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Oracle's Voluntary Product Accessibility Templates

The Voluntary Product Accessibility Template (VPAT) was developed by ITI and GSA to assist Federal contracting officials and other buyers in making preliminary assessments regarding the availability of commercial Information and Communication Technology (ICT) products and services with features that support accessibility.

Oracle uses the VPAT to represent the degree of conformance to various accessibility standards and guidelines, including Section 508 (as released in 2001), WCAG 1.0, and WCAG 2.0. Depending on when a product was developed and released, different standards may be listed. Oracle is an active member on the ITI group that is working to enhance the VPAT to address future standards.

Oracle products are extremely complex enterprise-class applications, where real world accessibility is achieved through correct configuration of many Oracle and third party components (application, server operating system, browser, and assistive technology, for example.) This matrix may at times result in defects at the time of release. In other cases we might include recently acquired applications that have not yet been fully evaluated for accessibility. You should read our VPATs carefully and assess the applicability of any defects or exceptions listed for your particular deployment; often customers only use a subset of any one product, so a known defect or exception may not be significant in that context.

  • Each Oracle VPAT will list the minimum version and patch level of a product that it addresses. That VPAT will apply to newer versions or patches, unless specifically noted in the VPAT. Older versions of VPATs that have been superseded by newer versions are available on the page Archived VPATs. A version of a product prior to the listed minimum version and patch levels may not conform to the applicable standards.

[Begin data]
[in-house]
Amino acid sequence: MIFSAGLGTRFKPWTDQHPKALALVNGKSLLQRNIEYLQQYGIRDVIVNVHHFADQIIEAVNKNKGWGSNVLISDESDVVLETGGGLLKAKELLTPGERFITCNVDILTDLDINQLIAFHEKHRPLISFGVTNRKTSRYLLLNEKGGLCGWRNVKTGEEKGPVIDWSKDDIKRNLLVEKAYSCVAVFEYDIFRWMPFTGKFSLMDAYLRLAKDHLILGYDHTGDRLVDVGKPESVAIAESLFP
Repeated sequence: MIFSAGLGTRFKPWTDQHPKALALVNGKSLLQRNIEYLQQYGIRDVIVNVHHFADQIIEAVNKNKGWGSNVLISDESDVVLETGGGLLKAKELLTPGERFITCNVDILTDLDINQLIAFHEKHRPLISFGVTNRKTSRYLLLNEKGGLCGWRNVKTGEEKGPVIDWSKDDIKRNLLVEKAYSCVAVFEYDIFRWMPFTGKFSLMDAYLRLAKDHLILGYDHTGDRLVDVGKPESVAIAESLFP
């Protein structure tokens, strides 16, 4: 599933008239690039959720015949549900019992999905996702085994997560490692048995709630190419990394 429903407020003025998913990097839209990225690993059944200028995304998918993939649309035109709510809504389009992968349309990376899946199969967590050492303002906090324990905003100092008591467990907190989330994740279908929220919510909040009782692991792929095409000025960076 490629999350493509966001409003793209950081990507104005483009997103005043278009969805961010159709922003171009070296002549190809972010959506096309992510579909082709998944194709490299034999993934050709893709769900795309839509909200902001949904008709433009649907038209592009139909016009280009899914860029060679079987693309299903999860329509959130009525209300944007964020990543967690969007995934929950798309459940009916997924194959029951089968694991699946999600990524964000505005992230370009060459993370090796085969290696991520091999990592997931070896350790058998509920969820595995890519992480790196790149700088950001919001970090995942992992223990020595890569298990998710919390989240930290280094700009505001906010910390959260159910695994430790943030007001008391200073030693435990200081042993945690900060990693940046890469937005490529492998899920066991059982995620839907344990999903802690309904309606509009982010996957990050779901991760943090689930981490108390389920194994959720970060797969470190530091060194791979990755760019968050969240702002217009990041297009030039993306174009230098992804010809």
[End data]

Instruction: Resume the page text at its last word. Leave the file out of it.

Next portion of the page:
• Oracle VPATs may list significant known defects and exceptions within each provision, or at the top of the file. In situations where an entire component of a product is not accessible, it will be indicated in the text at the top of the VPAT, and responses to the technical provisions will only pertain to those components that have not been excluded.
  • A VPAT may list one or more ‘Product Dependencies’, which are other VPATs that either constitute the modules of a particular product, or are underlying technology products. You must read the entire chain of VPATs to assess the overall status of a particular product. Note too that your specific deployment may use versions of components that differ from those available when a VPAT was first written.
  • Any standard is subject to some amount of interpretation; see Standards Interpretation for a detailed look at how Oracle addresses specific standards.

Note that there is not always a one-to-one mapping of VPATs to products listed on the Oracle store; in some cases a specific product may be embedded in a larger scoped VPAT; for example, 'Oracle General Ledger' may be included within the VPAT of a larger product suite such as 'Oracle Financials'.

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